* Were developed by a frustrated Linux user (aren't they all) to extract revenge on Microsoft users

I tried the following 48 GUIs but can't recommend them as they met one or more of the criteria above, usually multiple of the above (and sometimes most of the above) - and of those that crashed or errored on install or startup or when used, I didn't spend time troubleshooting them as I'm not your beta tester.

  ( Hyperlinked names have a separate page with details and screen shots of the GUI )

    Asgard_1.6           - For me, almost nothing worked, seems more of a demo
    Aura M4              - Demo
    BlackStrip_1.5       - Rather confusing GUI, needs a little more work
    CEUI                    - Seems to be an example of "Course 101 - Build a GUI"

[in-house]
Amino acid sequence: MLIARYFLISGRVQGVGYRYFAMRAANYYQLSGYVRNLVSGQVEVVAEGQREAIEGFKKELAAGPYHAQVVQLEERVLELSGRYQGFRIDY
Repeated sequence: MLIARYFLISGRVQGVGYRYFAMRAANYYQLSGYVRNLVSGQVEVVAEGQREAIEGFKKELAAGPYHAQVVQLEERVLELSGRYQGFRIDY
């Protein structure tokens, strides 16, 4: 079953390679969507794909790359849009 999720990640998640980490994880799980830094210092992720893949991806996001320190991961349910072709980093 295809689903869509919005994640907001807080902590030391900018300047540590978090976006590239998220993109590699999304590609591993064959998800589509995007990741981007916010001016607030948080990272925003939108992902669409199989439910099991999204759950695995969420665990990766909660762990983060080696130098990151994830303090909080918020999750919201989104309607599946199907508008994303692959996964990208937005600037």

Cobalt                  - Essentially a file manager presented as a GUI
    Cybex Shell 2.0      - Demo
    DC-OS b2             - Demo
    EnSpireMe_0.3.0    - Seems the result of too much Red Bull mixed with Qbasic
    EV5                      - Nothing worked for me, perhaps just a dem
    FastMenu Lite        - OK, but the nags would be too much for everyday use
    Fellowin                - Won't run DOS programs
    Flowers OS           - Won't run DOS programs
    FLY_DOS               -
Seems to be another example of "Course 101 - Build a GUI"
    Gauvain_2.2           - Review on IA
    GCOE_1.0.7            - Errored on startup
    GEOS/GeoWorks    - The most annoying of all - the 5 versions I have crashed on startup
- Review on IA